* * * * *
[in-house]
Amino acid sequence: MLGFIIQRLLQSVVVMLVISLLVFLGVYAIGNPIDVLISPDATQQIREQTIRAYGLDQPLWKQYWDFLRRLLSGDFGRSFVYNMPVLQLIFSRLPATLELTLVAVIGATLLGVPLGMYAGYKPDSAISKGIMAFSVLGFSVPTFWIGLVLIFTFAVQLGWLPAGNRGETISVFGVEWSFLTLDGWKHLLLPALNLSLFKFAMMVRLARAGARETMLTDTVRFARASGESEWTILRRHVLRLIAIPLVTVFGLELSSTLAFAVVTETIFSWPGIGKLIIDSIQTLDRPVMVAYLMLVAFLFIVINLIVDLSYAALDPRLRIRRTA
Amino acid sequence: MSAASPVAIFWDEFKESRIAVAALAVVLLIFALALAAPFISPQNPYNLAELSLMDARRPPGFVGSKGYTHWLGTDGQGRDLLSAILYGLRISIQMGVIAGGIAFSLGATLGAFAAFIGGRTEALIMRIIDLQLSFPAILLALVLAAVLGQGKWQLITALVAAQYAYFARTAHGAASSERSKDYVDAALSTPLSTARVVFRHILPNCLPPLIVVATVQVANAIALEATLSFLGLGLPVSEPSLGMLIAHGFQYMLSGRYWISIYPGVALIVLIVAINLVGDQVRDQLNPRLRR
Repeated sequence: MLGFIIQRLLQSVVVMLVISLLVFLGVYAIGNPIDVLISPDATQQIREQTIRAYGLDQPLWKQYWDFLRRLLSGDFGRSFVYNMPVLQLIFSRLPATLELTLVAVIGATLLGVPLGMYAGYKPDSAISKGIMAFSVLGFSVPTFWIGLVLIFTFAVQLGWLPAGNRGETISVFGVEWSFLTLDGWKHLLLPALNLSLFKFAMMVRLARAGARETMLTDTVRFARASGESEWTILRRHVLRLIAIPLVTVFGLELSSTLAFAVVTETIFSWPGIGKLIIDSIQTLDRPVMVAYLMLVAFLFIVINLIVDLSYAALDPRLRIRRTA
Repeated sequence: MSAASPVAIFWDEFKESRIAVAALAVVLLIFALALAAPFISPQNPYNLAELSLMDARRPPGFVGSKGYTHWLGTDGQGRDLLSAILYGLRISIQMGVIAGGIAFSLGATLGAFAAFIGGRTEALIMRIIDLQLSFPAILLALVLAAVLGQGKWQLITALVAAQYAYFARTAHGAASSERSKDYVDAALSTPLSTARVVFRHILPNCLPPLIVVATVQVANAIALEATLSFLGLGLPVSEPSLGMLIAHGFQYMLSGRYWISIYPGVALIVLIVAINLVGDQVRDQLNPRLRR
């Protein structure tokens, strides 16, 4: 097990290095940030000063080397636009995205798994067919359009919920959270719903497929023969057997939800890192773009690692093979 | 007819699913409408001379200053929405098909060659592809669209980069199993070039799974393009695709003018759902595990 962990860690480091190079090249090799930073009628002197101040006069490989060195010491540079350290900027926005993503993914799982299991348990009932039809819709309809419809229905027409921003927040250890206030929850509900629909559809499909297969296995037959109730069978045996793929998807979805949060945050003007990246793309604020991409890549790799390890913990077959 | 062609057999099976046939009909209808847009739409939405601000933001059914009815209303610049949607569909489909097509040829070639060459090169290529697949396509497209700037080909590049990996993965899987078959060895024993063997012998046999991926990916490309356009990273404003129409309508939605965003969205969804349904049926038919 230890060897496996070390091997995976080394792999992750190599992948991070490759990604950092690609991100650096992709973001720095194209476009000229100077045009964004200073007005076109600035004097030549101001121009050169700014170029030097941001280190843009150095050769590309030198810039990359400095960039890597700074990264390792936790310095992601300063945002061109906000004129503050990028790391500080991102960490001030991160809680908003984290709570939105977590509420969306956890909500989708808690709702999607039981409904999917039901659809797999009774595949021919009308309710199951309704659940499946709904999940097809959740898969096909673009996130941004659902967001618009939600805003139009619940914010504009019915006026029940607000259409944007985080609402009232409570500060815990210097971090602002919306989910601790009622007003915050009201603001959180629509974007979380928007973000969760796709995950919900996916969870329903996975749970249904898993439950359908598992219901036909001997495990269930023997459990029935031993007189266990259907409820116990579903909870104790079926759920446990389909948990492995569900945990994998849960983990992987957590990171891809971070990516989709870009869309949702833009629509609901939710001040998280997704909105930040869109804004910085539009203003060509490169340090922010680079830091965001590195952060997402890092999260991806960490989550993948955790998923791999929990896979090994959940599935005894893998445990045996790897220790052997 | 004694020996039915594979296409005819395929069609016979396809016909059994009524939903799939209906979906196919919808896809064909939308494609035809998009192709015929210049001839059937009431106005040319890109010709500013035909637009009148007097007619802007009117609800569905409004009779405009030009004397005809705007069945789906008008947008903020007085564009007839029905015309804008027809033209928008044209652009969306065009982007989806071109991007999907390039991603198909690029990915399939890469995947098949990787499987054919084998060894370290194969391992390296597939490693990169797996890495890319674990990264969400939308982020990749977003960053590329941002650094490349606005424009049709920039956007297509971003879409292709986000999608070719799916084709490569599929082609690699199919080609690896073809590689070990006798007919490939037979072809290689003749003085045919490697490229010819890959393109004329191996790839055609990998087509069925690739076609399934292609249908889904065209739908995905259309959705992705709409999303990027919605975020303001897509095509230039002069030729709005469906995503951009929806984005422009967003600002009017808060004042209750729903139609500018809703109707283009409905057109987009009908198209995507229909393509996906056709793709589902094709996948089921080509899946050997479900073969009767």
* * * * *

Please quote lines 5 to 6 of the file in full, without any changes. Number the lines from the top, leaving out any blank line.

Repeated sequence: MSAASPVAIFWDEFKESRIAVAALAVVLLIFALALAAPFISPQNPYNLAELSLMDARRPPGFVGSKGYTHWLGTDGQGRDLLSAILYGLRISIQMGVIAGGIAFSLGATLGAFAAFIGGRTEALIMRIIDLQLSFPAILLALVLAAVLGQGKWQLITALVAAQYAYFARTAHGAASSERSKDYVDAALSTPLSTARVVFRHILPNCLPPLIVVATVQVANAIALEATLSFLGLGLPVSEPSLGMLIAHGFQYMLSGRYWISIYPGVALIVLIVAINLVGDQVRDQLNPRLRR
């Protein structure tokens, strides 16, 4: 097990290095940030000063080397636009995205798994067919359009919920959270719903497929023969057997939800890192773009690692093979 | 007819699913409408001379200053929405098909060659592809669209980069199993070039799974393009695709003018759902595990 962990860690480091190079090249090799930073009628002197101040006069490989060195010491540079350290900027926005993503993914799982299991348990009932039809819709309809419809229905027409921003927040250890206030929850509900629909559809499909297969296995037959109730069978045996793929998807979805949060945050003007990246793309604020991409890549790799390890913990077959 | 062609057999099976046939009909209808847009739409939405601000933001059914009815209303610049949607569909489909097509040829070639060459090169290529697949396509497209700037080909590049990996993965899987078959060895024993063997012998046999991926990916490309356009990273404003129409309508939605965003969205969804349904049926038919 230890060897496996070390091997995976080394792999992750190599992948991070490759990604950092690609991100650096992709973001720095194209476009000229100077045009964004200073007005076109600035004097030549101001121009050169700014170029030097941001280190843009150095050769590309030198810039990359400095960039890597700074990264390792936790310095992601300063945002061109906000004129503050990028790391500080991102960490001030991160809680908003984290709570939105977590509420969306956890909500989708808690709702999607039981409904999917039901659809797999009774595949021919009308309710199951309704659940499946709904999940097809959740898969096909673009996130941004659902967001618009939600805003139009619940914010504009019915006026029940607000259409944007985080609402009232409570500060815990210097971090602002919306989910601790009622007003915050009201603001959180629509974007979380928007973000969760796709995950919900996916969870329903996975749970249904898993439950359908598992219901036909001997495990269930023997459990029935031993007189266990259907409820116990579903909870104790079926759920446990389909948990492995569900945990994998849960983990992987957590990171891809971070990516989709870009869309949702833009629509609901939710001040998280997704909105930040869109804004910085539009203003060509490169340090922010680079830091965001590195952060997402890092999260991806960490989550993948955790998923791999929990896979090994959940599935005894893998445990045996790897220790052997 | 004694020996039915594979296409005819395929069609016979396809016909059994009524939903799939209906979906196919919808896809064909939308494609035809998009192709015929210049001839059937009431106005040319890109010709500013035909637009009148007097007619802007009117609800569905409004009779405009030009004397005809705007069945789906008008947008903020007085564009007839029905015309804008027809033209928008044209652009969306065009982007989806071109991007999907390039991603198909690029990915399939890469995947098949990787499987054919084998060894370290194969391992390296597939490693990169797996890495890319674990990264969400939308982020990749977003960053590329941002650094490349606005424009049709920039956007297509971003879409292709986000999608070719799916084709490569599929082609690699199919080609690896073809590689070990006798007919490939037979072809290689003749003085045919490697490229010819890959393109004329191996790839055609990998087509069925690739076609399934292609249908889904065209739908995905259309959705992705709409999303990027919605975020303001897509095509230039002069030729709005469906995503951009929806984005422009967003600002009017808060004042209750729903139609500018809703109707283009409905057109987009009908198209995507229909393509996906056709793709589902094709996948089921080509899946050997479900073969009767």